*Mannitol dose, tumor size, and peritumor edema were included in the multivariate logistics model for predicting satisfactory brain relaxation. Ref indicates reference parameter in the subgroup analysis.

The incidence of relaxed dural tension, satisfactory surgical exposure, requirement for rescue treatments and postoperative moderate to severe cerebral edema all differed significantly among groups and in a dose-dependent manner, similar to the primary endpoint (Table 3). The kappa coefficient for the 2 assessments of postoperative edema evaluation was 0.854 (P<0.0001). There was a significant difference in postoperative moderate to severe (Steinhoff classification grade II and III) cerebral edema among the 4 groups (P=0.025), and in a dose-dependent manner (P=0.018). The 1.4 g/kg dose of mannitol significantly increased the risk of moderate to severe cerebral edema compared with 0.7 g/kg (78% vs. 51%, P=0.007). However, 1.0 g/kg mannitol did not increase the risk (P=0.839). The risk of postoperative complications, including hematoma, status epilepticus, and infection, did not increase with mannitol dose (P=0.368). No patient died within 1 week of surgery. Between-group analysis of the primary and secondary outcomes is presented in Supplementary Table 5 (Supplemental Digital Content 5,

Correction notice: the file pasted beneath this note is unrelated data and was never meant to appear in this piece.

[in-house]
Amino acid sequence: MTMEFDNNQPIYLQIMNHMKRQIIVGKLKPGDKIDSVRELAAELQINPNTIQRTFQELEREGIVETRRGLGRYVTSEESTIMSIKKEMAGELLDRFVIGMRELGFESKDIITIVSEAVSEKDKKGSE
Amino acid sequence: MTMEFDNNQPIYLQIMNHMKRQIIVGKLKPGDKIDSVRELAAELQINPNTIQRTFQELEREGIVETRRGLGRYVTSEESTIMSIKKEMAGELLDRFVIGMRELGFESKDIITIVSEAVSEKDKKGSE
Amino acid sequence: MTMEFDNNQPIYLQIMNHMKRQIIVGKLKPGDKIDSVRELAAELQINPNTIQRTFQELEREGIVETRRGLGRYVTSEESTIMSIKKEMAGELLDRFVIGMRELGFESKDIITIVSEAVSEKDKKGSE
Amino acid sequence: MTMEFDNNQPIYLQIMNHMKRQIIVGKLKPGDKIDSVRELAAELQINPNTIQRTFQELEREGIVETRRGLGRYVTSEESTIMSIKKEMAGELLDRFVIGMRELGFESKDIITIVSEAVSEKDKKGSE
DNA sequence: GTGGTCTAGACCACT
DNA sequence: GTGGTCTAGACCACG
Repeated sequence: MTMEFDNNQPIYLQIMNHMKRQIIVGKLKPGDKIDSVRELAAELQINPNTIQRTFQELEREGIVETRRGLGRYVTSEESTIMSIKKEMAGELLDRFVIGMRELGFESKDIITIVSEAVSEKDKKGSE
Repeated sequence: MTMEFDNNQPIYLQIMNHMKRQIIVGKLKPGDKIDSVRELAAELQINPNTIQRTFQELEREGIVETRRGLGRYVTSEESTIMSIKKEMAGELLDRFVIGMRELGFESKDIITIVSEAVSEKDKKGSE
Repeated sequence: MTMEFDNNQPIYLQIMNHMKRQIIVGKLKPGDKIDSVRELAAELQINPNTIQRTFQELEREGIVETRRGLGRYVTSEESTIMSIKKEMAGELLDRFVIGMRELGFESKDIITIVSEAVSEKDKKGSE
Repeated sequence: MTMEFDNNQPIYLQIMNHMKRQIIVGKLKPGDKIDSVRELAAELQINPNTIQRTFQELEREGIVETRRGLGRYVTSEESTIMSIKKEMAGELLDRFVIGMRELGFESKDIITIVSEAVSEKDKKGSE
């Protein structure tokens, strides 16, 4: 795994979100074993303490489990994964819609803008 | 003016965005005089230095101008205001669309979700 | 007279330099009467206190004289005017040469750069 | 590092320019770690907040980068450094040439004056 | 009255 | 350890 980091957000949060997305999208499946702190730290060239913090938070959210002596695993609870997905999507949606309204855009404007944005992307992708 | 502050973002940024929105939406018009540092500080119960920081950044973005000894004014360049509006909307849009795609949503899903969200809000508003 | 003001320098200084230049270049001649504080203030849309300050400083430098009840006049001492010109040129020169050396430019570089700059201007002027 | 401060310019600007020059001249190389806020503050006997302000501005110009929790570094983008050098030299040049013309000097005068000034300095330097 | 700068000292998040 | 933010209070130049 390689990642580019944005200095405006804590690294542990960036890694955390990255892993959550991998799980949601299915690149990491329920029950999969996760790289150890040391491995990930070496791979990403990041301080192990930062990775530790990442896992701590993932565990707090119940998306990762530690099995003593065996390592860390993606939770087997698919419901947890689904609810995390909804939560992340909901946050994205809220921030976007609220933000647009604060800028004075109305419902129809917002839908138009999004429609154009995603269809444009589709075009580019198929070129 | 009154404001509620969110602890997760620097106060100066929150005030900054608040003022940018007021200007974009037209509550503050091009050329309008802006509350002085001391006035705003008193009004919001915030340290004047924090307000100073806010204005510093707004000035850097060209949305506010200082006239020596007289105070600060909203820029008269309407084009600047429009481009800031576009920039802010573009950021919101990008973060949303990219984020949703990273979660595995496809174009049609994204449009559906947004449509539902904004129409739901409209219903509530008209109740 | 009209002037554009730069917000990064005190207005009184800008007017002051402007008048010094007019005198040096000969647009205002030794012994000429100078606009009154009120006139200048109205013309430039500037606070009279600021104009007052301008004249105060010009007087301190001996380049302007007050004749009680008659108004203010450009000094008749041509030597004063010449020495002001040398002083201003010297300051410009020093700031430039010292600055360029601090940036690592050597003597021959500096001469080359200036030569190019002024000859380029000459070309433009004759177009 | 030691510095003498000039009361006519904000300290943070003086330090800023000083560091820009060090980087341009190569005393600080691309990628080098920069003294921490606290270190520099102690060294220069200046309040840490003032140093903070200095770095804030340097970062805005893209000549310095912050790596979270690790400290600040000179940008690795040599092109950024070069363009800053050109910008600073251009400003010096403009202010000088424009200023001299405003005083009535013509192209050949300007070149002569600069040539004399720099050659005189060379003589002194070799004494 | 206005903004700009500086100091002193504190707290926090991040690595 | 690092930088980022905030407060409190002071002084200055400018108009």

This randomized controlled, double-blinded study, showed that mannitol improved brain relaxation, dural tension and surgical exposure, and decreased the requirement of rescue treatments during supratentorial brain tumor surgery in a dose-dependent manner. In addition, tumor size, peritumoral edema, as well as mannitol dose, influenced satisfactory brain relaxation. However, the highest dose of mannitol (1.4 g/kg) increased the risk of postoperative cerebral edema, which should be considered when choosing mannitol dose.